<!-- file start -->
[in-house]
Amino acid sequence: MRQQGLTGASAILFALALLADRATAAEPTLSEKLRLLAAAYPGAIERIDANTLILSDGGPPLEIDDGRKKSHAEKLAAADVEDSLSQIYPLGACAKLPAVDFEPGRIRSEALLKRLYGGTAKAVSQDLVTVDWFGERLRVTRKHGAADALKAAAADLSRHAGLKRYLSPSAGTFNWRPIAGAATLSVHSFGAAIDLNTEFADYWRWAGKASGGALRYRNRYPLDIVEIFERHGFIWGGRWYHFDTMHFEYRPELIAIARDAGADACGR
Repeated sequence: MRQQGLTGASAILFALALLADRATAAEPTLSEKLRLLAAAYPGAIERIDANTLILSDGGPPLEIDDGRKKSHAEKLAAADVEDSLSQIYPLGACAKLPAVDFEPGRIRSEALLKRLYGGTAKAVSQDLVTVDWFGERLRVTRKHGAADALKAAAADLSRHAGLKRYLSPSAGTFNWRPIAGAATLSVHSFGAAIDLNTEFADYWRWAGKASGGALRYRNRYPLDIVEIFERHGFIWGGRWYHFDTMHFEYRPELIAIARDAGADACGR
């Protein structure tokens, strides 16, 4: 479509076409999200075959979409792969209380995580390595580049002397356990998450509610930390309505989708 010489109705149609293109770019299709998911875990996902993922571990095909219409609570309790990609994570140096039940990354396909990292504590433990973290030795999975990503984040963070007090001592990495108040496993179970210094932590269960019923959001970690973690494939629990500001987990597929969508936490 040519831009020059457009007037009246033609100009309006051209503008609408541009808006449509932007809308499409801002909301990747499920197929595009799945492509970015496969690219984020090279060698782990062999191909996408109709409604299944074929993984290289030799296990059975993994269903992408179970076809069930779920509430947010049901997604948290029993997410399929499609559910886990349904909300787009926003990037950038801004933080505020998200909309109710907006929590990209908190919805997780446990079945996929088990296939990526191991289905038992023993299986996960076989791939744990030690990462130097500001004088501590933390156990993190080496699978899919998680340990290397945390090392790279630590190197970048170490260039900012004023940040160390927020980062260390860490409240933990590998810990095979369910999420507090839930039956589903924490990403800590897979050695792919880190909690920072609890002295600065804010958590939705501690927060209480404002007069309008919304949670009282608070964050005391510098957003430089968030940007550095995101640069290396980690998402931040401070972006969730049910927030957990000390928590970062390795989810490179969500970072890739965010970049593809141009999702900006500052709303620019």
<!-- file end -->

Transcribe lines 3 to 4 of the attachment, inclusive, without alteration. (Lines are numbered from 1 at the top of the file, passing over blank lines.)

Repeated sequence: MRQQGLTGASAILFALALLADRATAAEPTLSEKLRLLAAAYPGAIERIDANTLILSDGGPPLEIDDGRKKSHAEKLAAADVEDSLSQIYPLGACAKLPAVDFEPGRIRSEALLKRLYGGTAKAVSQDLVTVDWFGERLRVTRKHGAADALKAAAADLSRHAGLKRYLSPSAGTFNWRPIAGAATLSVHSFGAAIDLNTEFADYWRWAGKASGGALRYRNRYPLDIVEIFERHGFIWGGRWYHFDTMHFEYRPELIAIARDAGADACGR
């Protein structure tokens, strides 16, 4: 479509076409999200075959979409792969209380995580390595580049002397356990998450509610930390309505989708 010489109705149609293109770019299709998911875990996902993922571990095909219409609570309790990609994570140096039940990354396909990292504590433990973290030795999975990503984040963070007090001592990495108040496993179970210094932590269960019923959001970690973690494939629990500001987990597929969508936490 040519831009020059457009007037009246033609100009309006051209503008609408541009808006449509932007809308499409801002909301990747499920197929595009799945492509970015496969690219984020090279060698782990062999191909996408109709409604299944074929993984290289030799296990059975993994269903992408179970076809069930779920509430947010049901997604948290029993997410399929499609559910886990349904909300787009926003990037950038801004933080505020998200909309109710907006929590990209908190919805997780446990079945996929088990296939990526191991289905038992023993299986996960076989791939744990030690990462130097500001004088501590933390156990993190080496699978899919998680340990290397945390090392790279630590190197970048170490260039900012004023940040160390927020980062260390860490409240933990590998810990095979369910999420507090839930039956589903924490990403800590897979050695792919880190909690920072609890002295600065804010958590939705501690927060209480404002007069309008919304949670009282608070964050005391510098957003430089968030940007550095995101640069290396980690998402931040401070972006969730049910927030957990000390928590970062390795989810490179969500970072890739965010970049593809141009999702900006500052709303620019």